As regards the health care region, it is necessary to consolidate regionalization not simply based on norms, but based primarily on practice, on the scope of actions and services and on respective responsibility.
There are divergences and conflicts of interest between the municipalities themselves, and between them and the State. Obviously, the diverse features of the conflict prevent, up to a certain point, the commitments agreed for the goal of regionalization from being met. Judging from the statement of an interviewee from the Board of Health, Rio Grande da Serra, “on rare occasions, the municipalities 211 cooperatively with regards human, technological and financial resources”.
This practice not only harms the agreements established in dscreto CGR, but also weakens the municipalities’ meeting of technical and financial obligations. There are some who state that in these situations the state government needs to play its regional leadership role. Given that coordination between the municipalities 2101 is essential, the state government needs to take on coordination of the SUS regionalization process, seeking to propose general directives and norms, through agreements in the Inter-managerial Bipartite Commission – CIBin coordinating the organization and updating of the Regional Plan – Plano Diretor Regional PDR in a region.
In the case of the Greater ABC area, what decreho made cooperation, agreement and governance impossible in the SUS regionalization is competition and “power games” between the municipalities, as some seek assistance from the state government PSDB and others from the federal government PTdue to political party affinities on the part of some municipal governments.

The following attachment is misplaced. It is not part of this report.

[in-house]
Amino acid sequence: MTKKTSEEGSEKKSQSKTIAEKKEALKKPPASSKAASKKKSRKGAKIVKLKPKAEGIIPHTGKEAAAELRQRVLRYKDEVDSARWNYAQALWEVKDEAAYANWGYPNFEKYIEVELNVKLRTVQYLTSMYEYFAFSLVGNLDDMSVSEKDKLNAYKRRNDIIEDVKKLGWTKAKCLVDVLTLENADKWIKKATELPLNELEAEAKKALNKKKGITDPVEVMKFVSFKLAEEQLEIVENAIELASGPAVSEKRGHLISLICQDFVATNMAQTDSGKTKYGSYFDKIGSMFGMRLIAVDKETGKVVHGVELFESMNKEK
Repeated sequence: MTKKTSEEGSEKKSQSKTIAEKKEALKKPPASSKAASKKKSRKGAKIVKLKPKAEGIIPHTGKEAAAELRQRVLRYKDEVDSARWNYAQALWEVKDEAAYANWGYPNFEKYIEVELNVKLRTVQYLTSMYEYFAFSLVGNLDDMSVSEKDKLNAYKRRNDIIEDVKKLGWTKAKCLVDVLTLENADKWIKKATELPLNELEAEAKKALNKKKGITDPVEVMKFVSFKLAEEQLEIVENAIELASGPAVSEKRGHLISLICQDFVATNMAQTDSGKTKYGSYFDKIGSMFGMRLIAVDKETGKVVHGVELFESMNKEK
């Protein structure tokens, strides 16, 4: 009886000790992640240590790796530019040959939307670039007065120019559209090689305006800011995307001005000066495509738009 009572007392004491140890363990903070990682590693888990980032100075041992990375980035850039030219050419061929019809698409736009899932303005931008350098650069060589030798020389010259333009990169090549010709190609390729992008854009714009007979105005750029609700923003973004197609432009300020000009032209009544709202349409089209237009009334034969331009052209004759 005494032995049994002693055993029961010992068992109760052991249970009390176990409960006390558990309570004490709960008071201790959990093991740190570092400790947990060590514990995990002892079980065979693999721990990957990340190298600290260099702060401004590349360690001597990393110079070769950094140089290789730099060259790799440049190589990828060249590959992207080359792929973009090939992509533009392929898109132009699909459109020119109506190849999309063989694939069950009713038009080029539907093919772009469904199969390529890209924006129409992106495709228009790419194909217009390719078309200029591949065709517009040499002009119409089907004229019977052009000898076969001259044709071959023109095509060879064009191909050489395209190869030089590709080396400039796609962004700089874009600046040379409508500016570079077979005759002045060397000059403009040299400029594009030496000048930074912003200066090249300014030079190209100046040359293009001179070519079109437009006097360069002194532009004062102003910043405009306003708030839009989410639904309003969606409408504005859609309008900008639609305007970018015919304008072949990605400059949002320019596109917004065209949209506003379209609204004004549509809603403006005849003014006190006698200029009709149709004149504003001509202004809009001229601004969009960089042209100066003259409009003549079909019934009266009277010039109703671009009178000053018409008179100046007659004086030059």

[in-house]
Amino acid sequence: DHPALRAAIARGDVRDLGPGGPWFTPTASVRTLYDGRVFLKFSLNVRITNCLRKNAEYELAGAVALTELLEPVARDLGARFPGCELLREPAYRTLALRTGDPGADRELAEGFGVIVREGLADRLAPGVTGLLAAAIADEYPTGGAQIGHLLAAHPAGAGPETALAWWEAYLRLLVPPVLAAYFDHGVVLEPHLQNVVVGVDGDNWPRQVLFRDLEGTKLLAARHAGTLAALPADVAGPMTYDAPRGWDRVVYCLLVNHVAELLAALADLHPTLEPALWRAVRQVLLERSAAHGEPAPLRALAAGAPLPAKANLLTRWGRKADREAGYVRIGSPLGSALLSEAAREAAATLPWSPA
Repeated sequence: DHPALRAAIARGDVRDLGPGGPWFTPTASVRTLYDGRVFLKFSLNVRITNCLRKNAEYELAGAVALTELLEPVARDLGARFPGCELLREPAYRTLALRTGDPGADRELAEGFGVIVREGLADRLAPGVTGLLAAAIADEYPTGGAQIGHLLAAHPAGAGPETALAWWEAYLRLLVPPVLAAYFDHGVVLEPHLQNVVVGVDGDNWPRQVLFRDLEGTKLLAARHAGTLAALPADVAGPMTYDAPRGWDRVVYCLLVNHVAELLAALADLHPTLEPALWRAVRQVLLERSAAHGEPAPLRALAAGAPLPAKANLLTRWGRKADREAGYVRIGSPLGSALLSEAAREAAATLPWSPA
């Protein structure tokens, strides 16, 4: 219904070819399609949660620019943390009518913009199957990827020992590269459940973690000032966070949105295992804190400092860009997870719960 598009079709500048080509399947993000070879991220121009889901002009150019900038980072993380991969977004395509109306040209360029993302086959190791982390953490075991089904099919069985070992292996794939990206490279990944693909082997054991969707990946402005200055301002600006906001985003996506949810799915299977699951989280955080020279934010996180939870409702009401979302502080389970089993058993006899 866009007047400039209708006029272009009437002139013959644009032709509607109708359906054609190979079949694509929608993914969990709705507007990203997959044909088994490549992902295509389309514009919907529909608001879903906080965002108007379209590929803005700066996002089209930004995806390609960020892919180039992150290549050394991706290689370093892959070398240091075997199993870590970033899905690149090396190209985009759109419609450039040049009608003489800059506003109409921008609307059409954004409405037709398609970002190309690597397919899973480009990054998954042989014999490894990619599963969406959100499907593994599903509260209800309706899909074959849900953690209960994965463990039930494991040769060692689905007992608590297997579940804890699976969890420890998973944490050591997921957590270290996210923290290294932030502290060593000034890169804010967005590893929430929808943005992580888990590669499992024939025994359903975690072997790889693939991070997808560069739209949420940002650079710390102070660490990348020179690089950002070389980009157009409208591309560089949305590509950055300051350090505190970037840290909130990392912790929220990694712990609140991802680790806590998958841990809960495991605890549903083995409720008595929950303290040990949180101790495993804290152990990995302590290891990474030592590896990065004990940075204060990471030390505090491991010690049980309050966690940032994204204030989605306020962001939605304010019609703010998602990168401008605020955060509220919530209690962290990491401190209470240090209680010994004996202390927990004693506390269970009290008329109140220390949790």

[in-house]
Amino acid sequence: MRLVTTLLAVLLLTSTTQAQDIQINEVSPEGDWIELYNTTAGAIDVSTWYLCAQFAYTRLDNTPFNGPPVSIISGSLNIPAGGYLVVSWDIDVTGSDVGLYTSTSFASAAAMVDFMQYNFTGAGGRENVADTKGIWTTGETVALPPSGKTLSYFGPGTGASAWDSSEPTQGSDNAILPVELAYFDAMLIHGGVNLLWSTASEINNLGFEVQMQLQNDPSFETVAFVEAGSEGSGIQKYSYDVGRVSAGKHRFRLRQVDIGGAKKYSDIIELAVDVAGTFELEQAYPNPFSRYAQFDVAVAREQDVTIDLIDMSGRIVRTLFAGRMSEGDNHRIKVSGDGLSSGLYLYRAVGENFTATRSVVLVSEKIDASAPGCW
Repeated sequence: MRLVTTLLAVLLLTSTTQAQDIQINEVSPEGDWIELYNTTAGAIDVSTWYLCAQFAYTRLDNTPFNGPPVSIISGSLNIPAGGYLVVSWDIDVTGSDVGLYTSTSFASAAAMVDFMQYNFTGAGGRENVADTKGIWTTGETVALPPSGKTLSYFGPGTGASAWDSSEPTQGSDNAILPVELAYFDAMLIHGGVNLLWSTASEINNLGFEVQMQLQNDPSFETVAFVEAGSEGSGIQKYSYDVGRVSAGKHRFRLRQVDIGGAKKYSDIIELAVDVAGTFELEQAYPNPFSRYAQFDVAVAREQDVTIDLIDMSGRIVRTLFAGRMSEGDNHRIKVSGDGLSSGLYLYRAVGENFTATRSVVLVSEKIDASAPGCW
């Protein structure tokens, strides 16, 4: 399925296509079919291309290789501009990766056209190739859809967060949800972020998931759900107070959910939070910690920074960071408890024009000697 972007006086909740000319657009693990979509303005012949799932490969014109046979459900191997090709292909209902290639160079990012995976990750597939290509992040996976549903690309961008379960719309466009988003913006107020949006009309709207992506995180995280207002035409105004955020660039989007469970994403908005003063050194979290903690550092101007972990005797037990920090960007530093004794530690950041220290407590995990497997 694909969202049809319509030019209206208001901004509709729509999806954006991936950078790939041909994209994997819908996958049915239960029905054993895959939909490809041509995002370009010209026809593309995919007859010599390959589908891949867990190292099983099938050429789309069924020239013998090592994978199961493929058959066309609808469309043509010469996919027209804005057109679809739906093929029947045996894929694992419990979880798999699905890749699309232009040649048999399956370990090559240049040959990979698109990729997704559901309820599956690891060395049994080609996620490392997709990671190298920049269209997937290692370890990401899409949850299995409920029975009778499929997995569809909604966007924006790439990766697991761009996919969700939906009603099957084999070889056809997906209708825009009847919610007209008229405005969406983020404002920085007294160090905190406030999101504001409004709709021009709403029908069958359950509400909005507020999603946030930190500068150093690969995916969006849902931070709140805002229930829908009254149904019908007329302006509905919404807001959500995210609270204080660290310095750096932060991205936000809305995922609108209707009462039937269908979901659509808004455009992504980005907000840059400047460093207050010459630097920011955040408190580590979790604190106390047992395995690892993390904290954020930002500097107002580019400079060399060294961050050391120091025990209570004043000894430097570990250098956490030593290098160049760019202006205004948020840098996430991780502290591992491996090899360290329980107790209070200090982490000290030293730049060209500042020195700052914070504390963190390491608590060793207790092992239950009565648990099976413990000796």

Dexreto deadlocks are at the core of issues in the region. In Elias we can see that there are ways of reversing this situation: Recognizing the advances in inter-governmental relationships in the health dde sector means clearly defining the contradictions, difficulties and limits of this process.
A key difficulty concerns defining an agenda of deccreto. The multiplicity of social and institutional interests to be included in the agenda for the sector mobilizes different techno-bureaucratic groups in defence of projects and actions aimed at different segments xe groups of the population, and the priorities are not always defined based on rational criteria or needs. This is expressed in the priority given to discussion on the organization of health care to the detriment of debate on policies promoting health and the prevention of diseases and health problems Dourado and Elias, The regionalization process exposes one of the facets of the tension which manifests itself in the defence of federal entities, due to their marked socio-political differences.
The “smaller” municipalities do not always feel included in the negotiated agreements, as they question allocation of resources concentrated on their “richer” counterparts. When uneven use of resources in order to enforce the agreement is associated with the difficulty — almost impossibility- of including the range of interests in dispute it impacts on the legitimacy 20111 the agreement and compromises the success of its implementation.
Regulation of the Regional Health Care System: